How To Fill The Hole In Your Heart Left By Starbucks' Discontinued Chantico

The Chantico was a luxurious beverage that captured the hearts of many (although seemingly not enough) Starbucks fans when it debuted in 2005. The velvety concoction was marketed as a "drinkable dessert," catering to those seeking a sip-able treat. Sadly, its run was short-lived, and it became one of the biggest flops in Starbucks history. The Chantico was discontinued in 2006, likely because customers were limited in customization — a cornerstone of the Starbucks brand. For instance, it was only available in a 6-oz. cup, and no adjustments could be made to the recipe.

This beverage was a departure from most of the coffee chain's menu items. Made from a blend of cocoa powder, whole milk, and melted chocolate, the Starbucks Chantico boasted a thicker consistency than traditional hot chocolate and a deeper chocolatey flavor that coated the palate.

The Chantico was named for the Aztec goddess of hearth fires, symbolizing warmth and comfort, perfectly encapsulating the legendary drink's candy bar-like essence. Starbucks formulated the Chantico to be savored slowly in order to provide a moment of bliss amidst the hustle and bustle of everyday life. Thankfully, for those who still yearn for the sweet taste of Chantico, there are several ways to recreate a similar experience.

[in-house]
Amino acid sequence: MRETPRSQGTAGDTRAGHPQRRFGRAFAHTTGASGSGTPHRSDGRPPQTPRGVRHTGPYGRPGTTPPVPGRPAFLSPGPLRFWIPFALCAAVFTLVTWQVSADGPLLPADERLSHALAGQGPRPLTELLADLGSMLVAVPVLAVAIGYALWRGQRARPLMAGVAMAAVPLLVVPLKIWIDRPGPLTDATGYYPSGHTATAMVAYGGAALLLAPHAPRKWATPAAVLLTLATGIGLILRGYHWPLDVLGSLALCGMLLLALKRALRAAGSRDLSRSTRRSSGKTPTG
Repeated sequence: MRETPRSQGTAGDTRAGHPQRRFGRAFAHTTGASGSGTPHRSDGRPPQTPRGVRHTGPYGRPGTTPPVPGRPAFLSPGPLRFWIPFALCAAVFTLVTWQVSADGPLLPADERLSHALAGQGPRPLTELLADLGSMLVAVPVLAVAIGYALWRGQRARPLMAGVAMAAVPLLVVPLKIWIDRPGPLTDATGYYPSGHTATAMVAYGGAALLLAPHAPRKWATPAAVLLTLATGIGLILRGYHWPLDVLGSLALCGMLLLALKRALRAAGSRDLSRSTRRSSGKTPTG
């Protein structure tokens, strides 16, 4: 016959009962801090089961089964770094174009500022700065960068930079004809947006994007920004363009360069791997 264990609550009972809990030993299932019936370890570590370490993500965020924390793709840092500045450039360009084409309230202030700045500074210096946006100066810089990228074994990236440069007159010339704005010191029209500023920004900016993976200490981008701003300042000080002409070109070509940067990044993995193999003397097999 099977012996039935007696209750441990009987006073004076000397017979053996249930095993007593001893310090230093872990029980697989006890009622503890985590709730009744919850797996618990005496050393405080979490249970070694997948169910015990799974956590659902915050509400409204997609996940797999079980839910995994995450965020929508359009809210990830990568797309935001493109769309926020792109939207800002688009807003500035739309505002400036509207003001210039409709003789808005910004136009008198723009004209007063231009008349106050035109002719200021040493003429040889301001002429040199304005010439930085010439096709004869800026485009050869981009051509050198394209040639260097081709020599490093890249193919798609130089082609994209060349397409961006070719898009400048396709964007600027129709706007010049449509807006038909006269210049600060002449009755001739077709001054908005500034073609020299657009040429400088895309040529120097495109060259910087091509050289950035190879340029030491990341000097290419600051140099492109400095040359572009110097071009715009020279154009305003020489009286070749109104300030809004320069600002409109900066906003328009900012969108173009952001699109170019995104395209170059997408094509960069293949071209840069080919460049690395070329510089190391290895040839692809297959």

Whip up a Chantico-like beverage in your own kitchen

Recreating the Chantico at home requires high-quality ingredients and keen attention to detail. Start by melting chocolate (preferably dark chocolate) with a touch of heavy cream over low heat until smooth and velvety. Then, gradually add milk, whisking until thoroughly combined. Feel free to adjust the flavor to your liking with your favorite sweetener. Pour the mixture into a mug then top with whipped cream and a sprinkle of cocoa powder for an elegant touch.

Order a Chantico at your local cafe

While the Chantico may no longer appear on the menu, you can get creative with your Starbucks order. Whether you're at Starbucks or another cafe, ask for a hot chocolate with extra chocolate and less milk. You can also request a "thick hot chocolate," which simply means the amount of milk used in the standard recipe is reduced. Some baristas may even be willing to accommodate special requests for a richer, denser texture.

Experiment with hot chocolate mixes

Explore gourmet hot chocolate mixes available in specialty food stores or online. For a more authentic Chantico-like beverage, check the ingredients list to make sure the mix boasts a high cocoa content and minimal additives. Mix everything together according to the package instructions, but slightly adjust the milk-to-chocolate ratio to achieve a more concentrated consistency like the beloved, albeit discontinued, Starbucks drink.

Jazz up your mocha

If you're simultaneously wanting coffee and hot chocolate, order a mocha with an extra shot of chocolate. Better yet, ask for your mocha to be made with dark chocolate for an undeniably richer profile. You can also request less milk to make it thicker and more reminiscent of Chantico.

Enjoy a chocolate affogato

An affogato is a tasty Italian dessert that combines espresso and gelato. "Affogato" translates to "drowned," which aptly describes the confection's preparation method. Create a Chantico-inspired dessert by pouring a shot of hot espresso over a scoop of chocolate gelato or ice cream. The combination of hot and cold creates a delicious treat that tantalizes the taste buds.